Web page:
I notice the kitchen light flicker again; the slight strobing effect causes my breath to quicken. I know I must regain control before a full-on panic attack begins. I start my deep breathing techniques, and Charley catches on, sprawling out alongside me, dropping his head in my lap. I recognize his placement and move to a lying position, Charley tight to my side, and he shifts slightly, bringing a paw to my chest. I continue to breathe; in through the nose for four counts, hold for four counts, breathe out through the mouth for four counts.


I continue until I have regained control of my breath. Charley, sensing my breathing has returned to normal, licks my face to let me know what a good girl I am. We both stand as a bolt of lightning fills the sky – one, two, thr… – a boom of thunder, the storm that much closer. I close the curtains and shut off the kitchen light before it can flicker again. Even with the candles, it is dark in the room. I can feel anxiety fall upon me like a heavy cloak, an uncomfortable weight on my shoulders, a tightening in my chest. I think of my weighted blanket, the even pressure of it capable of alleviating the tension.


I grab the flashlight and head to my bedroom. Logically, I could turn on the lights, the power is not out, but I don't want to tease my senses. I don't want to be basking in a room full of light and have it disappear suddenly, the timing of its outage not within my control. I call Charley, and he is at once by my side. We walk to the bedroom, and I pull the weighted blanket from the bed; feeling its heft, I start to relax. I wrap it around my shoulders and sit on the edge of the bed momentarily. Charley jumps up next to me, and I run my hand the length of his furry body, over and over. He leans into me, dropping his head to my lap. After sitting for a couple of minutes, I realize we should just go to bed; there is no point staying up.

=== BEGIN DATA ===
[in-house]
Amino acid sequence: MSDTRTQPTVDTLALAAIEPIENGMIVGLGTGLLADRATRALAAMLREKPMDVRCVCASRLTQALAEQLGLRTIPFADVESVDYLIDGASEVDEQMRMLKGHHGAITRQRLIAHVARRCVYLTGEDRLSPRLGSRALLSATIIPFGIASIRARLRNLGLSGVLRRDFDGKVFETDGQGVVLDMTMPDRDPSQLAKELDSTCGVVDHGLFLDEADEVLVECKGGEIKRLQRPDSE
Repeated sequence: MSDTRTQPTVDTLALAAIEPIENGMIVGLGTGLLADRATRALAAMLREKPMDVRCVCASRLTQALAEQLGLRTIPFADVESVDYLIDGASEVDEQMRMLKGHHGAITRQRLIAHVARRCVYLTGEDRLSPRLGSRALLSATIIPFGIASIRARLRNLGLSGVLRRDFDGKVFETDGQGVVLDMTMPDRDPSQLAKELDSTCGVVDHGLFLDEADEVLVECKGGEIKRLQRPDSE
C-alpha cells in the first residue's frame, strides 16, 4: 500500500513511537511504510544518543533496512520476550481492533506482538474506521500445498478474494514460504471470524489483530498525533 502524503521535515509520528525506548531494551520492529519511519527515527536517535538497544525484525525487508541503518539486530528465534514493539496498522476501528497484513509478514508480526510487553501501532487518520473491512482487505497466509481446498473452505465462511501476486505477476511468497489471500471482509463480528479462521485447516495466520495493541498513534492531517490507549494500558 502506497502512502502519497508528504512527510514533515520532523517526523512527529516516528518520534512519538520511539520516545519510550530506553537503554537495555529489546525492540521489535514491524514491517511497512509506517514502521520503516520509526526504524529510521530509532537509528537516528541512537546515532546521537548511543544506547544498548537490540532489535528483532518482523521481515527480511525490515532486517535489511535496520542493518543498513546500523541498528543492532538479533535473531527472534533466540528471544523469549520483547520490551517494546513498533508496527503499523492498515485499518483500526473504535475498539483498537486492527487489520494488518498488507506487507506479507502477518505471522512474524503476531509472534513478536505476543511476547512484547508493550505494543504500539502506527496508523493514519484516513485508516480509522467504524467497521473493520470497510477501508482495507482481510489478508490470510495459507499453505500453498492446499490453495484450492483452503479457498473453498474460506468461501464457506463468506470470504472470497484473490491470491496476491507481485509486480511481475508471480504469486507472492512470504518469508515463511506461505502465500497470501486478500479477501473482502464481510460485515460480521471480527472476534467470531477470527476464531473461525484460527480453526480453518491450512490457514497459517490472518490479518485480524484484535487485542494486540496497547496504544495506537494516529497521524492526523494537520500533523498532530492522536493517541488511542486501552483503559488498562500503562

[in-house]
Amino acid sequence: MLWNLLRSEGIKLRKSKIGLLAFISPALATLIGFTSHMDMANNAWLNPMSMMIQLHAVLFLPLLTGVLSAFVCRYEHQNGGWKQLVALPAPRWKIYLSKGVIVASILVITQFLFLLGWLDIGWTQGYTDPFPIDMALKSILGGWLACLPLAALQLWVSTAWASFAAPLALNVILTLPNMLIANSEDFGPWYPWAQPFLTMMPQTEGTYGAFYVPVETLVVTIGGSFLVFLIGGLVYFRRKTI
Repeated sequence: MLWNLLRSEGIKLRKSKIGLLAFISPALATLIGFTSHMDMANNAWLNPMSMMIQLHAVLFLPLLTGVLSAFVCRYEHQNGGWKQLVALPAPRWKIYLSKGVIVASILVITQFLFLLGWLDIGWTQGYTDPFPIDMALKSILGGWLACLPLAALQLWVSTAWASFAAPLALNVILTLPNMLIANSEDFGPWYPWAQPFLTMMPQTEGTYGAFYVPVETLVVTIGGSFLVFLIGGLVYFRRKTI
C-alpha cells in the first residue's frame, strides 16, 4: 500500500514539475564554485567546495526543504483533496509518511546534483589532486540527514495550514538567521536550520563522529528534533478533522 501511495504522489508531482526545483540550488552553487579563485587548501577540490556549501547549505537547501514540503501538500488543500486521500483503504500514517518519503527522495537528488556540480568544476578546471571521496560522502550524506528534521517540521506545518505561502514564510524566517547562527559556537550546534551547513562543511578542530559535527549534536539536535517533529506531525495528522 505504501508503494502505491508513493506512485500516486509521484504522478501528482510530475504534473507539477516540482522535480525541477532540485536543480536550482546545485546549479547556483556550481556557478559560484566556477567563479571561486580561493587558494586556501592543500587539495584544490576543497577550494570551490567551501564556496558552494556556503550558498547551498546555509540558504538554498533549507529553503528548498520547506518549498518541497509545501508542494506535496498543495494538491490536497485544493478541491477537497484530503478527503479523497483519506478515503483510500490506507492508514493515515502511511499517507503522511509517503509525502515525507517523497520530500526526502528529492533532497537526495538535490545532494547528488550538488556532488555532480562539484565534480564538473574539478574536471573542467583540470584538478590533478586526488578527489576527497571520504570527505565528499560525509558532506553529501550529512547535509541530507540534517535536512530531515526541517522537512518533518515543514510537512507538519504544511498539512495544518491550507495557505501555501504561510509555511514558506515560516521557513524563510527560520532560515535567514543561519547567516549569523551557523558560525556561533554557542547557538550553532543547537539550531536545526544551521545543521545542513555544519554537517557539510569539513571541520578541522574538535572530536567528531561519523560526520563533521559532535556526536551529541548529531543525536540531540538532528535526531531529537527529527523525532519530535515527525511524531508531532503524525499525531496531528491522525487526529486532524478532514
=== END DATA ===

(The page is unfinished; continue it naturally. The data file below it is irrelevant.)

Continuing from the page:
I wash my face and brush my teeth, pull on pajamas, and make my way back to the living room, Charley in tow, to snuff out the candles. I hear a gentle splatter and check outside to find that the rain has finally started to fall. The wind is blowing wildly, causing the fronds on the palm trees out back to dance, the pines' boughs sway chaotically. The small drops of rain suddenly become large, heavy drops that fall harder, faster. The trajectory of their flight changes with the gusts of wind and the glass where I stand is peppered with their spray. I jump back, startled, and move the curtains back to their closed position. I let out my held breath and turn my focus back to the candles.


I extinguish all but one large candle and carry that and the flashlight back to my room. I settle the candle on my dresser, which sits next to the door of my en-suite bathroom, lighting my way should I need to go there. My night lights are still working, so I know the power has yet to be affected but who knows what will happen while I sleep.


I get settled in bed, fixing the weighted blanket to cover me, and Charley joins me, lying against my legs. I practice my deep breathing techniques to help coax me to sleep, and I drift off surprisingly fast.


A loud crash wakes me from a deep sleep. Disoriented, I sit up and look around me, attempting to assess the situation. The night lights are out, but the candle I left on my dresser is still burning. The rain is still falling heavily outside; I can hear the rapid pitter-patter of the drops. I hear the stirring of the trees and, after a minute, a boom of thunder, no longer overhead but further from us now. I need to see what caused the noise that woke me but find myself unable to move, gripped by fear that someone has entered the house.


Irrational? Perhaps. I have no indication that someone else is here, just an absolute paranoia that history will repeat itself and I will be brutally attacked. Again.